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Rep. Jim Jordan offers way out of GOP stalemate in Congress

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Senate Majority Leader Mitch McConnell says it may not be possible to unite 50 Republicans on any health care overhaul and that the only action may be a collaboration with Democrats to adjust certain parts of the system, an evaluation that a leading House conservative finds unacceptable.

On Thursday, McConnell told a town hall-style event in Kentucky that political realities inside the Senate Republican Conference make it very difficult to find consensus.

“I’m in the position of a guy with a Rubik’s cube, trying to twist the dial in such a way to get at least 50 members of my conference who can agree to a version of repealing and replacing,” said McConnell, according to NBC News. “That is a very timely subject that I’m grappling with as we speak.”

“If Republicans are not able to agree among themselves, the crisis will still be there and we’ll have to figure out the way forward at that point,” added McConnell, who later said that could mean working with Democrats to provide options for Americans in the individual insurance marketplace but have no plans available where they live.

Rep. Jim Jordan, R-Ohio, who is also a co-founder of the House Freedom Caucus, says Republicans had an obvious path to avoiding this political mess.

“Sometimes we forget what our responsibilities are in Congress. Some are pretty basic. Do what you told the voters you were going to do. We were very clear over the last six years when we told the American people we were going to repeal Obamacare. That’s what we should have done. That’s what the Freedom Caucus proposed,” said Jordan.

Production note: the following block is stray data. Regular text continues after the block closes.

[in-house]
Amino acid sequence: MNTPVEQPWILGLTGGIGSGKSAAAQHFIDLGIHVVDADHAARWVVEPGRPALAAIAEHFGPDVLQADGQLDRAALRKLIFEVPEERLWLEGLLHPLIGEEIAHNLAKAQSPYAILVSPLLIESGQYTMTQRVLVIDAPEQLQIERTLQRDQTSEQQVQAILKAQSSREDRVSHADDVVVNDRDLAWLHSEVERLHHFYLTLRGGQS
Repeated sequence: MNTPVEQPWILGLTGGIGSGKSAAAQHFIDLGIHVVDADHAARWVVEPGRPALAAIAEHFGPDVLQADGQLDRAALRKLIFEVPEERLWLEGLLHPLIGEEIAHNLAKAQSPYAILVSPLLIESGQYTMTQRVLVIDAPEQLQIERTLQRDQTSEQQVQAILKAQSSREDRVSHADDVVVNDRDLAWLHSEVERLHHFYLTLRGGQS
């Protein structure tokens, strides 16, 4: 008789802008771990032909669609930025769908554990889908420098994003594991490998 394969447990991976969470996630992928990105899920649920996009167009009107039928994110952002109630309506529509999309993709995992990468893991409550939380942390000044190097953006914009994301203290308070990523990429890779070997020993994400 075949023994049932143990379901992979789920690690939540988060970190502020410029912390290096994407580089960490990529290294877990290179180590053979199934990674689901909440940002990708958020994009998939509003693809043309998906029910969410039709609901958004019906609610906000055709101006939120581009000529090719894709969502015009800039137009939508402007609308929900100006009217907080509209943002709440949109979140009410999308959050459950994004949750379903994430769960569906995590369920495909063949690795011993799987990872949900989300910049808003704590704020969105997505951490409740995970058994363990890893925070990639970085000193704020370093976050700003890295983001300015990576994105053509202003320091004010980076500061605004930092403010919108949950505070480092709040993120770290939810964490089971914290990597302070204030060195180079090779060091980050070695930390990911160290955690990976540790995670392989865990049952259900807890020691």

What to today’s top authors have to say about Washington? Find out at the WND Superstore in “Socialism: A Clear and Present Danger,” “Throw Them All Out,” “Inside the Beltway,” “Capitol Punishment” and many more.

Jordan wanted the same approach in the House but didn’t get it.

“I actually introduced that clean repeal, the same bill we voted on [in 2015] that we put on President’s Obama’s desk, we thought we should put it on President Trump’s desk and have a two-year phaseout where we had time to do the replacement. Unfortunately, that’s not the path that was chosen by our leadership,” said Jordan.

While congressional leaders insist Senate rules limit what legislation can pass with a simple majority of votes, Jordan says the passage of the 2015 repeal proves otherwise. On December 3, 2015, the Senate approved the Obamacare repeal by a vote of 52-47.

Hear the interview:

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All current Republican senators who were in office then voted for the repeal, with the lone exception of Sen. Susan Collins, R-Maine.

As many as 14 Republicans have expressed opposition or reservations about the Senate bill, which McConnell pulled off the Senate schedule late last month. Some insist Congress must make good on vows to repeal and replace Obamacare and make sure that any legislation drives down the cost of premiums.